Winds are forecasted to gust around 23 MPH and blow in the range that is prime for transporting upwards of 2 feet of snow by Friday, and loading lee slopes. This could create slabs up to 4 feet in depth by the end of the storm, Steep wind loaded terrain will be best avoided Today, and is going to be suspect in the near future.
Rain on snow in the lower elevations may cause wet loose slides today. Avoid steep saturated, especially rocky terrain. The rain line is forecasted to climb up to 6,000 feet. Friday, a cold front will help cool off the snow pack.
Storm slabs will be building as we pick up around 2 feet of warm snow in the mountains by Friday. The snow that we have has produced natural avalanches, and was sensitive to skiers and riders for a bit after the storm...all the while since we have noticed the denser upper, 2 feet in the deepest places, snow pack to not have bonded well. There's are a lot of graupel mixed in, but the likely culprit was a mixture of surface hoar and or near surface facets that formed as a Cold front dropped temperatures quickly...now we will have another heavier denser layer on top of snow that has been struggling to bond.
Use good travel protocols, and avoid terrain steep terrain.
PAC will issue 3 Advisories per week through the remainder of the winter as long as funding is available.
Your Observations are extremely helpful and appreciated by all backcountry users. If you have not checked our our Observations page, it is really easy to add snow or avalanche info. Drop down menus and prompts will lead you through it and it is easy to add photos.
Please be aware that there are areas that are CLOSED to motorized traffic in the McCall, Goose Lake and greater West Mountains area. Just because there are tracks in some areas, does not mean they are open. Please respect all users and closures. See the Payette Winter Travel Maps for clarification. Both the East and West maps can be downloaded on the Avenza app on your phone or are available at trailheads and local shops. IT IS YOUR RESPONSIBILITY TO KNOW WHERE YOU ARE AND WHERE THESE CLOSURES EXIST.
Throughout the Council Mountain area yesterday, we observed quite a number of natural wind slab avalanches, and one large cornice fall. Our pits revealed a lot of graupel, but also some facets and some decomposing surface hoar. Slope cuts produced nothing but minor sluffing, and good riding conditions were found in the protected lower elevations where the snow was much deeper. South aspects picked up a good bit of heat occasionally, but the increasing clouds kept the snow a little cooler. Overall it was a warm day that made us think spring, and our snow pack is starting to reflect the change too. Warmth also was a likely player in the last natural avalanche cycle.
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Area Forecast Discussion
National Weather Service Boise ID
315 AM MST Wed Mar 6 2019
.SHORT TERM...Today through Friday...
The first round of rain/snow associated with a Pacific warm front
has tracked northward through southeast OR and southwest ID.
Snow levels have been around 4500 feet MSL and will continue to
rise to 5000-6000 feet today. Shower coverage is expected to
increase late this morning into the afternoon hours as more
moisture and instability develop across the region. It is possible
that a few lightning strikes will accompany stronger showers in
the unstable atmosphere this afternoon, also allowing for
localized gusty outflow winds and brief heavy rain/snow.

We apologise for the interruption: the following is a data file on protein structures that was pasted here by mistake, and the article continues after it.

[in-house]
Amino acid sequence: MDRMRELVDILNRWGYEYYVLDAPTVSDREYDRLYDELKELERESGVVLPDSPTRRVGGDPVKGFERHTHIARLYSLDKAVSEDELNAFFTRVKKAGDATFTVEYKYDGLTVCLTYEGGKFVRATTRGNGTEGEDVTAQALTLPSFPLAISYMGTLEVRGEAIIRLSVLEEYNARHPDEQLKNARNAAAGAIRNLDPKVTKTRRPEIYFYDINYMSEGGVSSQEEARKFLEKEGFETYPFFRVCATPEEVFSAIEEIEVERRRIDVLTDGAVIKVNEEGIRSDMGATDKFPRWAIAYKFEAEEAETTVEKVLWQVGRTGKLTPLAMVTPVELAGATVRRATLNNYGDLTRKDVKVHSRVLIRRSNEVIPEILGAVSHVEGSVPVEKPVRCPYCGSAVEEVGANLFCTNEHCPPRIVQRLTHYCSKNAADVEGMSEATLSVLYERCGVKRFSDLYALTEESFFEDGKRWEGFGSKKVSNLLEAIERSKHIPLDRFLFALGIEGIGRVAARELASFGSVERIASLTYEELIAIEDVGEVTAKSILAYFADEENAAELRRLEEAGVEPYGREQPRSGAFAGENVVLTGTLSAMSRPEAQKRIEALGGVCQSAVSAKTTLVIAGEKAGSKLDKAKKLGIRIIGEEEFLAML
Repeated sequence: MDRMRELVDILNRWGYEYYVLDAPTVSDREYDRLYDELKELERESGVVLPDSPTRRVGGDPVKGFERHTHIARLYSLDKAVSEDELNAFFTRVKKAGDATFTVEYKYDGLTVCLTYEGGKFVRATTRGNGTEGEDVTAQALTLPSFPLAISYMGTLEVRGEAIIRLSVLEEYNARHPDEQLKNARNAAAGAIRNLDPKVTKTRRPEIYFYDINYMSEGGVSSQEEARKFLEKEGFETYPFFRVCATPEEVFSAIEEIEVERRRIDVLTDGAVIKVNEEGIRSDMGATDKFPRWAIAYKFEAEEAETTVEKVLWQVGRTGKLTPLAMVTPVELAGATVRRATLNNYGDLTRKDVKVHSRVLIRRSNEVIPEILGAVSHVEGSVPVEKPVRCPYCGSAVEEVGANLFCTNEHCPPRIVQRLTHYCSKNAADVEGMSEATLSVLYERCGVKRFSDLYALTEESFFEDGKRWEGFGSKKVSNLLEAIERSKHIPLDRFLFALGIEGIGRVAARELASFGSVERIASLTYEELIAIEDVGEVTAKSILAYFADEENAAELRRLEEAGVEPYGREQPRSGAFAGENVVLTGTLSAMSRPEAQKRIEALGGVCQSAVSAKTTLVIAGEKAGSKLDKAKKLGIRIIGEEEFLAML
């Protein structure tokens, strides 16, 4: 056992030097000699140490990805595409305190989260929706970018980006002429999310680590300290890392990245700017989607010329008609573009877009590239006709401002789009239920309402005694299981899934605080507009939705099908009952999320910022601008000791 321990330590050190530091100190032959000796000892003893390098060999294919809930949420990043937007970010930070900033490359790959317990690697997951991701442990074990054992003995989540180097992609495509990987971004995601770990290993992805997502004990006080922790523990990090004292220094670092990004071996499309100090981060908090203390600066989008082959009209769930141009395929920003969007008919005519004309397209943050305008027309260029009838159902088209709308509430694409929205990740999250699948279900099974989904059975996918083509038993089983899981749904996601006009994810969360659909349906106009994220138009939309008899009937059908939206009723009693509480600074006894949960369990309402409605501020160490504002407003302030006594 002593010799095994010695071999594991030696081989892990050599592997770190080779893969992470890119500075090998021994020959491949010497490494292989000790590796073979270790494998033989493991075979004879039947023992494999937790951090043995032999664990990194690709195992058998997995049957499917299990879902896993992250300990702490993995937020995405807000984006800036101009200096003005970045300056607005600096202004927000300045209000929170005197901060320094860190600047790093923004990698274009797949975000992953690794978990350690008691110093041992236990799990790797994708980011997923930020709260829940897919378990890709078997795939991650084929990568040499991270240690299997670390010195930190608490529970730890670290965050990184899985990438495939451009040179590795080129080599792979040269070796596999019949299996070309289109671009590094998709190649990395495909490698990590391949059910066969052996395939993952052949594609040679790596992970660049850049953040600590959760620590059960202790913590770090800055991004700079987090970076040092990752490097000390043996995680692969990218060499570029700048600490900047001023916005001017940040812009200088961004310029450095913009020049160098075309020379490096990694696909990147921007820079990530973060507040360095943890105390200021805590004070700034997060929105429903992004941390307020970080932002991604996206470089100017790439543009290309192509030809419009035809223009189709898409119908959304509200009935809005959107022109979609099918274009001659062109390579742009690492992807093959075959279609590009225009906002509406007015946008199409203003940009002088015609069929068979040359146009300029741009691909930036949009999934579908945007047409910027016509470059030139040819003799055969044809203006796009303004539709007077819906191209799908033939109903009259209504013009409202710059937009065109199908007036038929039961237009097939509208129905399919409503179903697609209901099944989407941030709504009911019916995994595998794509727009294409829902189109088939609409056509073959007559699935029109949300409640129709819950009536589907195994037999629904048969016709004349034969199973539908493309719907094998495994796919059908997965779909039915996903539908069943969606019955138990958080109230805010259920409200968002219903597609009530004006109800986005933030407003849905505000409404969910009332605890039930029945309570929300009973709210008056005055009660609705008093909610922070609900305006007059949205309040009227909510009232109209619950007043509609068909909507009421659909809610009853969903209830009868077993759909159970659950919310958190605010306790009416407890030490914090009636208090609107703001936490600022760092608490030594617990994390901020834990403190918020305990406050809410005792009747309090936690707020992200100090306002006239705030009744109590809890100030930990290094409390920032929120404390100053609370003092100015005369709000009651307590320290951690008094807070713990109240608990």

Meanwhile, mountains above 5000-6000 feet will continue to see
additional light snowfall accumulations. Expect high temperatures
to climb above normal values today and Thursday associated with
this warm southwest flow. Precip will start to shift eastward and
enhance over southwest Idaho/Nevada border on Thursday ahead of an
approaching cold front. By early Friday morning, the cold front
will make its way southeastward and will promote colder
temperatures, low elevation snow levels, and breezy/windy
conditions across the area. Mountain snow showers will linger
.LONG TERM...Friday night through Tuesday...
Residual moisture will will combine with an area of low pressure
diving south along the Pacific coast to keep some mountain shower
activity possible through Sunday afternoon. Dry conditions
generally anticipated through Monday afternoon as most moisture
remains south of the area. However, an approaching trough will
move over the Pacific Northwest early Tuesday morning, sending
moisture into southeastern Oregon and southwestern Idaho. Models
in decent agreement with the placement of the precipitation
associated with this system, though have timing differences
related to the passage of the trough axis. Snow levels will
generally remain at or near valley floors, keeping most activity
as snow, or a rain-snow mix depending on temperatures. Overall,
temperatures look to remain 5 to 10 degrees below normal through
.Aviation... Periods of MVFR. Widespread precipitation with
periods of IFR conditions possible. Snow levels around 5000-6000
feet MSL. Mountains will remain obscured. Isolated thunderstorms
possible after 18z Wednesday. Surface winds: South to southeast 5-10
kts increasing to 10-15 kts after 18z, with stronger wind possible
south of the Snake River Plain. Gusts of 20-30 kts possible. Winds
aloft at 10k feet MSL: West to southwest 25-35 kts.
This avalanche advisory is provided through a partnership between the Payette National Forest and the Payette Avalanche Center. This advisory covers the West Central Mountains between Hard Butte on the north and Council Mountain on the south. This advisory applies only to backcountry areas outside established ski area boundaries. This advisory describes general avalanche conditions and local variations always occur. This advisory expires at midnight on the posted day unless otherwise noted. The information in this advisory is provided by the USDA Forest Service who is solely responsible for its content.